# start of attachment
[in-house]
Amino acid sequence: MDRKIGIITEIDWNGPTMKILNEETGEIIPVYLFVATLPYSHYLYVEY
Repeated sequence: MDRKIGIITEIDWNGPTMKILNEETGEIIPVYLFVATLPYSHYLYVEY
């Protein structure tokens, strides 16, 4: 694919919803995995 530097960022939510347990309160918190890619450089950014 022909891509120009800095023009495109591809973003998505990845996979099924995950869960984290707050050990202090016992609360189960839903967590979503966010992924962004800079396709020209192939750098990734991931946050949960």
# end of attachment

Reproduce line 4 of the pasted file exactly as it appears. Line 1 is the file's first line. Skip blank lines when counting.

């Protein structure tokens, strides 16, 4: 694919919803995995 530097960022939510347990309160918190890619450089950014 022909891509120009800095023009495109591809973003998505990845996979099924995950869960984290707050050990202090016992609360189960839903967590979503966010992924962004800079396709020209192939750098990734991931946050949960």